ELECTRIC VEHICLES: Envision AESC announces it will build an $810 million electric vehicle battery manufacturing plant in South Carolina. (Florence Morning News)

ALSO: An airport partners with Mississippi Power to install electric vehicle charging stations. (WXXV)

GRID:
• Duke Energy says efforts to restore power to North Carolina residents affected by the shooting of two electrical substations are running ahead of schedule and power could be back by tonight. (Associated Press)
• Attacks on two North Carolina electrical substations were preceded just three days by a federal warning that “lone offenders and small groups” could target critical infrastructure. (ABC News)
• The North Carolina substation attacks prompt reconsideration of grid security in Mississippi and across the country. (WDAM, The Hill)

SOLAR:
• A Virginia county projects receiving $45 million in revenue over 35 years from 16 solar projects that are planned, under construction or completed, although so far only an 80 MW facility is currently generating county revenue. (Gazette-Virginian)
• The Tennessee Valley Authority plans to build a 100 MW solar farm on a western Kentucky coal ash landfill as it aims to add 10,000 MW of solar power and retire all coal-fired power plants by 2035. (WKMS)

EMISSIONS:
• An Alabama Power coal plant is the largest source of greenhouse gases in the U.S. for the seventh consecutive year, according to the U.S. EPA. (AL.com)
• A Kentucky plant is the U.S. aluminum industry’s largest emitter of perfluorocarbons, one of the most potent and longest-lasting greenhouse gases. (Inside Climate News/NBC News)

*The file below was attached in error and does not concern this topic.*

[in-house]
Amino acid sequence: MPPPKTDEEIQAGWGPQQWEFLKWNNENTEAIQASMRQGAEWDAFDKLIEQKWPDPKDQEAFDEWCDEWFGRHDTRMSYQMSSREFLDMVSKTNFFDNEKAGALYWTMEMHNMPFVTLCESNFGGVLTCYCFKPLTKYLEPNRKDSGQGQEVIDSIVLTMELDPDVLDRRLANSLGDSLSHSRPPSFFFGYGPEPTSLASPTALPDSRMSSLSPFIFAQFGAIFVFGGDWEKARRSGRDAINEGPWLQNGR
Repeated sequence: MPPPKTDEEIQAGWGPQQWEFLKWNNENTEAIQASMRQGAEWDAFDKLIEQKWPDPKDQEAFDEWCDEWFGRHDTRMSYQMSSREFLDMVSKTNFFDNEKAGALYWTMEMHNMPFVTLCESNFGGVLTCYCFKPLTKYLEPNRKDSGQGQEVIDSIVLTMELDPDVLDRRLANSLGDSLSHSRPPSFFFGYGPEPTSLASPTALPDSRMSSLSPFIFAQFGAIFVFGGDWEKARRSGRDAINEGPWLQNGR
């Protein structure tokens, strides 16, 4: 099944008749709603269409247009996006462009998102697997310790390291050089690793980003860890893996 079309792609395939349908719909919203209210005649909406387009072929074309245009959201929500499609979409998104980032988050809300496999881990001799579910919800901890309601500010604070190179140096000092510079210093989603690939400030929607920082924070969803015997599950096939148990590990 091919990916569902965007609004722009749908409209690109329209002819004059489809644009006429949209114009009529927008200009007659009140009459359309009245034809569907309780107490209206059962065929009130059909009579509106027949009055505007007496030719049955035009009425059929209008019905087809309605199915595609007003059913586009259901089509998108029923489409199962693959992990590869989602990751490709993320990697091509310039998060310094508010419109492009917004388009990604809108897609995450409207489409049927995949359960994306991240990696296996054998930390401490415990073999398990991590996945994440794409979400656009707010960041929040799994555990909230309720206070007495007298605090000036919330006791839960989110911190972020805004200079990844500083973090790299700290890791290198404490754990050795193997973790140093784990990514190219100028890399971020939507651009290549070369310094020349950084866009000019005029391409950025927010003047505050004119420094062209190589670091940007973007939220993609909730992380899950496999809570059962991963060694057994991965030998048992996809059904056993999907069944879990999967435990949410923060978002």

• Documents reveal that for years a Tennessee landfill has emitted methane at levels that far exceed state and federal limits. (WTVF)

CRYPTOCURRENCY: Texas’ grid manager launches a voluntary program to pay crypto mining firms to reduce their energy use during periods of high power demand, until longer-term rules can be established. (Bloomberg)

WORKFORCE: Three Virginia businesses award a grant to support a school district’s addition of a new two-year advanced technology center program to study renewable energy. (WAVY)

POLITICS: The draft version of an annual defense policy bill excludes U.S. Sen. Joe Manchin’s energy permitting reform legislation, including a provision to force completion of the Mountain Valley Pipeline. (Bloomberg Government)

OIL & GAS: An Oklahoma oil and gas firm names an industry veteran as its new CEO. (Journal Record)

CLIMATE:
• The 2022 hurricane season was milder than initially forecast, but experts say supply chain issues, the war in Ukraine and lingering effects from last year compounded the cost of storms that did hit. (S&P Global)
• Business collaborations between Florida and Puerto Rico have been set back by hurricanes, rolling blackouts and other challenges. (WESH)

COMMENTARY:
• Despite its negative effects on small businesses and wages, Walmart is doing the right thing by striving to transition to clean energy and pushing Duke Energy to do the same in North Carolina. (Winston-Salem Journal)
• A columnist touts 38% growth in Texas’ natural gas industry over the last decade and celebrates projections that construction of new liquified natural gas export terminals on the Gulf Coast could triple the size of the industry in North America. (Waco Tribune-Herald)

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Mason Adams

Mason has worked as a journalist since 2001, covering Appalachian communities and the issues that affect them. He compiles the Southeast Energy News digest. Mason previously worked as a wildlife biologist before moving into journalism by freelancing at Coast Weekly in Monterey, California, before taking an internship in 2001 at High Country News. He wrote for the Enterprise Mountaineer in western North Carolina and the Roanoke Times in western Virginia before going freelance in 2012. His work has appeared in Southerly, Daily Yonder, Mother Jones, Huffington Post, WVPB’s Inside Appalachia and elsewhere. Mason was born and raised in Clifton Forge, Virginia, and now lives with his family and a small herd of goats in Floyd County, Virginia.